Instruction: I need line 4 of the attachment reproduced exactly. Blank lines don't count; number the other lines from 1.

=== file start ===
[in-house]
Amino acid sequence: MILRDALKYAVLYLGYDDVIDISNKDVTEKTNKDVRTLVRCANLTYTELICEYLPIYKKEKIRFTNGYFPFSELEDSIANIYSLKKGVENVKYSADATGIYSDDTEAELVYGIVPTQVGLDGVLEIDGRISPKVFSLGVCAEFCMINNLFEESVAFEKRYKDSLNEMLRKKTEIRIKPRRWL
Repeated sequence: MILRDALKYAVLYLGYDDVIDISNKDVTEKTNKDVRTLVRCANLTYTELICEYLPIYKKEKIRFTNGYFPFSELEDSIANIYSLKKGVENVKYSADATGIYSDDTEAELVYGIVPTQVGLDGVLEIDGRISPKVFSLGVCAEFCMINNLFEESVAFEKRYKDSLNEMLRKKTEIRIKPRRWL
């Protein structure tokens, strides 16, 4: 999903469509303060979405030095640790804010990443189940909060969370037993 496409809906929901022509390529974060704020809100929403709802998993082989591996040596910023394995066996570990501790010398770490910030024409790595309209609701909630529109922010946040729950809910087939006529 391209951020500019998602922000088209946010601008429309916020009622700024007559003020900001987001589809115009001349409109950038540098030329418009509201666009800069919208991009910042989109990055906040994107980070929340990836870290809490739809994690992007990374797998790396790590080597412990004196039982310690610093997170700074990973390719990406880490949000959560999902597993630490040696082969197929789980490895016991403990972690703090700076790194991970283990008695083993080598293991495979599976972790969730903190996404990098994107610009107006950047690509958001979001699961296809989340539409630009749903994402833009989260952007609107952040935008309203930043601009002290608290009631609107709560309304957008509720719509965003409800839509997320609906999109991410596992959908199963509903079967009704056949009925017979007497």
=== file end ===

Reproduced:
């Protein structure tokens, strides 16, 4: 999903469509303060979405030095640790804010990443189940909060969370037993 496409809906929901022509390529974060704020809100929403709802998993082989591996040596910023394995066996570990501790010398770490910030024409790595309209609701909630529109922010946040729950809910087939006529 391209951020500019998602922000088209946010601008429309916020009622700024007559003020900001987001589809115009001349409109950038540098030329418009509201666009800069919208991009910042989109990055906040994107980070929340990836870290809490739809994690992007990374797998790396790590080597412990004196039982310690610093997170700074990973390719990406880490949000959560999902597993630490040696082969197929789980490895016991403990972690703090700076790194991970283990008695083993080598293991495979599976972790969730903190996404990098994107610009107006950047690509958001979001699961296809989340539409630009749903994402833009989260952007609107952040935008309203930043601009002290608290009631609107709560309304957008509720719509965003409800839509997320609906999109991410596992959908199963509903079967009704056949009925017979007497």